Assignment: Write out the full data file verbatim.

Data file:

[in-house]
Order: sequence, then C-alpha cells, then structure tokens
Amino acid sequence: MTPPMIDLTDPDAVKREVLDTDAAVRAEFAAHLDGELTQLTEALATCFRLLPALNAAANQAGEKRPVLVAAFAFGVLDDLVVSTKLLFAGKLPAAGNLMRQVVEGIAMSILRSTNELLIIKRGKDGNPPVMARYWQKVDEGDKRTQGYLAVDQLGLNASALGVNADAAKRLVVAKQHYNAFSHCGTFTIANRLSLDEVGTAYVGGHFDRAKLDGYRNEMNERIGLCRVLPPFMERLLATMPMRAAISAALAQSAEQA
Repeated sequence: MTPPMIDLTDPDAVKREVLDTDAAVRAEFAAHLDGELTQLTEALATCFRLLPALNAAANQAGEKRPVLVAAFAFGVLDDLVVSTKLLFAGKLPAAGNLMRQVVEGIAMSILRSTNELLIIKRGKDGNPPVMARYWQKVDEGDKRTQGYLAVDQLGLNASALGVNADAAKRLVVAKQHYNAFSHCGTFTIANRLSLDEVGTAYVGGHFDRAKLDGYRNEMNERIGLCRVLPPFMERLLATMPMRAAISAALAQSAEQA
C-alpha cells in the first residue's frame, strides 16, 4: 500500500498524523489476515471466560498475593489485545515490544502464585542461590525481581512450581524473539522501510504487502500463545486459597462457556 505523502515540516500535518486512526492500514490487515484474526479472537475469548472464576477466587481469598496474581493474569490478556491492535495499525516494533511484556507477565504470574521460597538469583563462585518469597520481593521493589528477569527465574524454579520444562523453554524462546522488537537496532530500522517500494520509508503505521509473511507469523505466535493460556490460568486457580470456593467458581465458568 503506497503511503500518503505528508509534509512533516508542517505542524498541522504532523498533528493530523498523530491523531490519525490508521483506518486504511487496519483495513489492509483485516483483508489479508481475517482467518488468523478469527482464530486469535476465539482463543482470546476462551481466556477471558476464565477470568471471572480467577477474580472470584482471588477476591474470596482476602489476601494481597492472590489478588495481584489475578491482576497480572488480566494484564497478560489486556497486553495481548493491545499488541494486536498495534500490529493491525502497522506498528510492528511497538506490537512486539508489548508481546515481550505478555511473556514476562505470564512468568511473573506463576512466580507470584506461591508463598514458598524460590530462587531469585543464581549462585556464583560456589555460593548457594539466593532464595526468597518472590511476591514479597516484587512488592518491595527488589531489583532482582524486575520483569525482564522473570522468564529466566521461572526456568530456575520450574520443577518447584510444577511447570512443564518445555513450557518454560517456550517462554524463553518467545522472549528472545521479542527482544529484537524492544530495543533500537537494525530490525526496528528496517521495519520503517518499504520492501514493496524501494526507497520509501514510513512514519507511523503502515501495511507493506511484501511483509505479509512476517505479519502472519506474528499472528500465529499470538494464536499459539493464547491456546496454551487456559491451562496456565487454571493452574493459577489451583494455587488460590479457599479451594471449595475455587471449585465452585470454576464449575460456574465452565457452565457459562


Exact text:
[in-house]
Order: sequence, then C-alpha cells, then structure tokens
Amino acid sequence: MTPPMIDLTDPDAVKREVLDTDAAVRAEFAAHLDGELTQLTEALATCFRLLPALNAAANQAGEKRPVLVAAFAFGVLDDLVVSTKLLFAGKLPAAGNLMRQVVEGIAMSILRSTNELLIIKRGKDGNPPVMARYWQKVDEGDKRTQGYLAVDQLGLNASALGVNADAAKRLVVAKQHYNAFSHCGTFTIANRLSLDEVGTAYVGGHFDRAKLDGYRNEMNERIGLCRVLPPFMERLLATMPMRAAISAALAQSAEQA
Repeated sequence: MTPPMIDLTDPDAVKREVLDTDAAVRAEFAAHLDGELTQLTEALATCFRLLPALNAAANQAGEKRPVLVAAFAFGVLDDLVVSTKLLFAGKLPAAGNLMRQVVEGIAMSILRSTNELLIIKRGKDGNPPVMARYWQKVDEGDKRTQGYLAVDQLGLNASALGVNADAAKRLVVAKQHYNAFSHCGTFTIANRLSLDEVGTAYVGGHFDRAKLDGYRNEMNERIGLCRVLPPFMERLLATMPMRAAISAALAQSAEQA
C-alpha cells in the first residue's frame, strides 16, 4: 500500500498524523489476515471466560498475593489485545515490544502464585542461590525481581512450581524473539522501510504487502500463545486459597462457556 505523502515540516500535518486512526492500514490487515484474526479472537475469548472464576477466587481469598496474581493474569490478556491492535495499525516494533511484556507477565504470574521460597538469583563462585518469597520481593521493589528477569527465574524454579520444562523453554524462546522488537537496532530500522517500494520509508503505521509473511507469523505466535493460556490460568486457580470456593467458581465458568 503506497503511503500518503505528508509534509512533516508542517505542524498541522504532523498533528493530523498523530491523531490519525490508521483506518486504511487496519483495513489492509483485516483483508489479508481475517482467518488468523478469527482464530486469535476465539482463543482470546476462551481466556477471558476464565477470568471471572480467577477474580472470584482471588477476591474470596482476602489476601494481597492472590489478588495481584489475578491482576497480572488480566494484564497478560489486556497486553495481548493491545499488541494486536498495534500490529493491525502497522506498528510492528511497538506490537512486539508489548508481546515481550505478555511473556514476562505470564512468568511473573506463576512466580507470584506461591508463598514458598524460590530462587531469585543464581549462585556464583560456589555460593548457594539466593532464595526468597518472590511476591514479597516484587512488592518491595527488589531489583532482582524486575520483569525482564522473570522468564529466566521461572526456568530456575520450574520443577518447584510444577511447570512443564518445555513450557518454560517456550517462554524463553518467545522472549528472545521479542527482544529484537524492544530495543533500537537494525530490525526496528528496517521495519520503517518499504520492501514493496524501494526507497520509501514510513512514519507511523503502515501495511507493506511484501511483509505479509512476517505479519502472519506474528499472528500465529499470538494464536499459539493464547491456546496454551487456559491451562496456565487454571493452574493459577489451583494455587488460590479457599479451594471449595475455587471449585465452585470454576464449575460456574465452565457452565457459562